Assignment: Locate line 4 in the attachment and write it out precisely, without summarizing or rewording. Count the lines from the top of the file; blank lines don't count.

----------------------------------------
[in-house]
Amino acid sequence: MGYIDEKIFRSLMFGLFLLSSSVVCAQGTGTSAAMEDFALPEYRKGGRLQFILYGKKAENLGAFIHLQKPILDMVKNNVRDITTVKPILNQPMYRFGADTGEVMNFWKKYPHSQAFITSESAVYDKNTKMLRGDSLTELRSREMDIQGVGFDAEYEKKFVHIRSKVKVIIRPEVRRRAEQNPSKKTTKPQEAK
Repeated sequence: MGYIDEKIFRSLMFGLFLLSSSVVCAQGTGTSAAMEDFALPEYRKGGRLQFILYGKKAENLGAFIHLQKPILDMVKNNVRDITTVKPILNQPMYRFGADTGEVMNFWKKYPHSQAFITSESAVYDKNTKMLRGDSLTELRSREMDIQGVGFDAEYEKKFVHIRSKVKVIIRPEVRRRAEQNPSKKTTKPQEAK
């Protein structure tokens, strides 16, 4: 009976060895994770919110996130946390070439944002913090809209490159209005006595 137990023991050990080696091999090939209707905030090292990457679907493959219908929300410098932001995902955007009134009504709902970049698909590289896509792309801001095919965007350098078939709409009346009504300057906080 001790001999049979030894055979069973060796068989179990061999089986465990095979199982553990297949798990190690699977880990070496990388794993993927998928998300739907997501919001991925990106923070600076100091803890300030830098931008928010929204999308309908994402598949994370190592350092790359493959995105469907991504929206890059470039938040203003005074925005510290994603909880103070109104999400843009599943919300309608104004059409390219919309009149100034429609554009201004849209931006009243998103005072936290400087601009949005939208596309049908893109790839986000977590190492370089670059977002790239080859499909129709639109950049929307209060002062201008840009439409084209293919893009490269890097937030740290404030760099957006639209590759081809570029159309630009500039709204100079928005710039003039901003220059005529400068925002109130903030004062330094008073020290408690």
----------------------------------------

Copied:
């Protein structure tokens, strides 16, 4: 009976060895994770919110996130946390070439944002913090809209490159209005006595 137990023991050990080696091999090939209707905030090292990457679907493959219908929300410098932001995902955007009134009504709902970049698909590289896509792309801001095919965007350098078939709409009346009504300057906080 001790001999049979030894055979069973060796068989179990061999089986465990095979199982553990297949798990190690699977880990070496990388794993993927998928998300739907997501919001991925990106923070600076100091803890300030830098931008928010929204999308309908994402598949994370190592350092790359493959995105469907991504929206890059470039938040203003005074925005510290994603909880103070109104999400843009599943919300309608104004059409390219919309009149100034429609554009201004849209931006009243998103005072936290400087601009949005939208596309049908893109790839986000977590190492370089670059977002790239080859499909129709639109950049929307209060002062201008840009439409084209293919893009490269890097937030740290404030760099957006639209590759081809570029159309630009500039709204100079928005710039003039901003220059005529400068925002109130903030004062330094008073020290408690």